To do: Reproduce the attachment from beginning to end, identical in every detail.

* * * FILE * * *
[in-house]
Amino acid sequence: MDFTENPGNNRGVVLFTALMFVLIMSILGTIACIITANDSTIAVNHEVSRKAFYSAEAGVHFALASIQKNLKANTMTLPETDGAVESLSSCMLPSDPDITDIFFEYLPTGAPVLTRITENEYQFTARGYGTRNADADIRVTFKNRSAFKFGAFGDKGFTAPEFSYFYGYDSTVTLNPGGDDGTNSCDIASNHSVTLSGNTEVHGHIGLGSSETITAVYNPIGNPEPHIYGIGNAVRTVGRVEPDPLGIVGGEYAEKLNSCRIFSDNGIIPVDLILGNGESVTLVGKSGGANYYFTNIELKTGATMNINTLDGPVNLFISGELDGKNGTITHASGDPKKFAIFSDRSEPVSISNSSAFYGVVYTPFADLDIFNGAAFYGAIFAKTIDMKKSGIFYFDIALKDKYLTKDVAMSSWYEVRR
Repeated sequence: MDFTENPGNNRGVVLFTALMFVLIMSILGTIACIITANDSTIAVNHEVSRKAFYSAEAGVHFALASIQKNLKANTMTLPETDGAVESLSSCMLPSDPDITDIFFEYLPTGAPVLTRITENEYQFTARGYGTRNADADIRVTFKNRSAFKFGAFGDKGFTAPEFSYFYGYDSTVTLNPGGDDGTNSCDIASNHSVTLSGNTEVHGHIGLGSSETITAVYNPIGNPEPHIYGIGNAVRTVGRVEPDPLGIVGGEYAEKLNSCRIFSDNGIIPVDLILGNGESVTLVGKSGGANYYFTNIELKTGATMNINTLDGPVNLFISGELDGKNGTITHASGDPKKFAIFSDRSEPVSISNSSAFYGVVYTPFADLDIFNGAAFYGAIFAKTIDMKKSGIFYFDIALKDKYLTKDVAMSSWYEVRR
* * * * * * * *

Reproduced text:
[in-house]
Amino acid sequence: MDFTENPGNNRGVVLFTALMFVLIMSILGTIACIITANDSTIAVNHEVSRKAFYSAEAGVHFALASIQKNLKANTMTLPETDGAVESLSSCMLPSDPDITDIFFEYLPTGAPVLTRITENEYQFTARGYGTRNADADIRVTFKNRSAFKFGAFGDKGFTAPEFSYFYGYDSTVTLNPGGDDGTNSCDIASNHSVTLSGNTEVHGHIGLGSSETITAVYNPIGNPEPHIYGIGNAVRTVGRVEPDPLGIVGGEYAEKLNSCRIFSDNGIIPVDLILGNGESVTLVGKSGGANYYFTNIELKTGATMNINTLDGPVNLFISGELDGKNGTITHASGDPKKFAIFSDRSEPVSISNSSAFYGVVYTPFADLDIFNGAAFYGAIFAKTIDMKKSGIFYFDIALKDKYLTKDVAMSSWYEVRR
Repeated sequence: MDFTENPGNNRGVVLFTALMFVLIMSILGTIACIITANDSTIAVNHEVSRKAFYSAEAGVHFALASIQKNLKANTMTLPETDGAVESLSSCMLPSDPDITDIFFEYLPTGAPVLTRITENEYQFTARGYGTRNADADIRVTFKNRSAFKFGAFGDKGFTAPEFSYFYGYDSTVTLNPGGDDGTNSCDIASNHSVTLSGNTEVHGHIGLGSSETITAVYNPIGNPEPHIYGIGNAVRTVGRVEPDPLGIVGGEYAEKLNSCRIFSDNGIIPVDLILGNGESVTLVGKSGGANYYFTNIELKTGATMNINTLDGPVNLFISGELDGKNGTITHASGDPKKFAIFSDRSEPVSISNSSAFYGVVYTPFADLDIFNGAAFYGAIFAKTIDMKKSGIFYFDIALKDKYLTKDVAMSSWYEVRR